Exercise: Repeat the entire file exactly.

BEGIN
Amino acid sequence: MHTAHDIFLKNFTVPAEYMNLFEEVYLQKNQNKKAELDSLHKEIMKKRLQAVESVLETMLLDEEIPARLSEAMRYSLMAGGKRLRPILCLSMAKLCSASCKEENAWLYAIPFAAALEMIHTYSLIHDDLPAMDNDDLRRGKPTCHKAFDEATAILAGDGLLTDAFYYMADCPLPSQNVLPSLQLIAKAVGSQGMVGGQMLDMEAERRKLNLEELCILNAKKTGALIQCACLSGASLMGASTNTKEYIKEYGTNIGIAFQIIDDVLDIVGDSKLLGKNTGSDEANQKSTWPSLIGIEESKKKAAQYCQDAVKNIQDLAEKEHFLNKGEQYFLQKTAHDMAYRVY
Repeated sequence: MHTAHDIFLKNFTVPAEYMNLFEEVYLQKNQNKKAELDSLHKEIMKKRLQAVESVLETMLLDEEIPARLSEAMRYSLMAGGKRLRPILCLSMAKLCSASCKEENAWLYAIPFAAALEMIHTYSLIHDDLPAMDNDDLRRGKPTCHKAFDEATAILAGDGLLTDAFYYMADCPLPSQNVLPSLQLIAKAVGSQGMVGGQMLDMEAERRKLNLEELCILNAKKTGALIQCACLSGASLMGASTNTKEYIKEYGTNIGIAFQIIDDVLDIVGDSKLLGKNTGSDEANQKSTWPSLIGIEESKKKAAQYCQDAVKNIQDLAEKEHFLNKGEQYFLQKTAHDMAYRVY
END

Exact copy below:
Amino acid sequence: MHTAHDIFLKNFTVPAEYMNLFEEVYLQKNQNKKAELDSLHKEIMKKRLQAVESVLETMLLDEEIPARLSEAMRYSLMAGGKRLRPILCLSMAKLCSASCKEENAWLYAIPFAAALEMIHTYSLIHDDLPAMDNDDLRRGKPTCHKAFDEATAILAGDGLLTDAFYYMADCPLPSQNVLPSLQLIAKAVGSQGMVGGQMLDMEAERRKLNLEELCILNAKKTGALIQCACLSGASLMGASTNTKEYIKEYGTNIGIAFQIIDDVLDIVGDSKLLGKNTGSDEANQKSTWPSLIGIEESKKKAAQYCQDAVKNIQDLAEKEHFLNKGEQYFLQKTAHDMAYRVY
Repeated sequence: MHTAHDIFLKNFTVPAEYMNLFEEVYLQKNQNKKAELDSLHKEIMKKRLQAVESVLETMLLDEEIPARLSEAMRYSLMAGGKRLRPILCLSMAKLCSASCKEENAWLYAIPFAAALEMIHTYSLIHDDLPAMDNDDLRRGKPTCHKAFDEATAILAGDGLLTDAFYYMADCPLPSQNVLPSLQLIAKAVGSQGMVGGQMLDMEAERRKLNLEELCILNAKKTGALIQCACLSGASLMGASTNTKEYIKEYGTNIGIAFQIIDDVLDIVGDSKLLGKNTGSDEANQKSTWPSLIGIEESKKKAAQYCQDAVKNIQDLAEKEHFLNKGEQYFLQKTAHDMAYRVY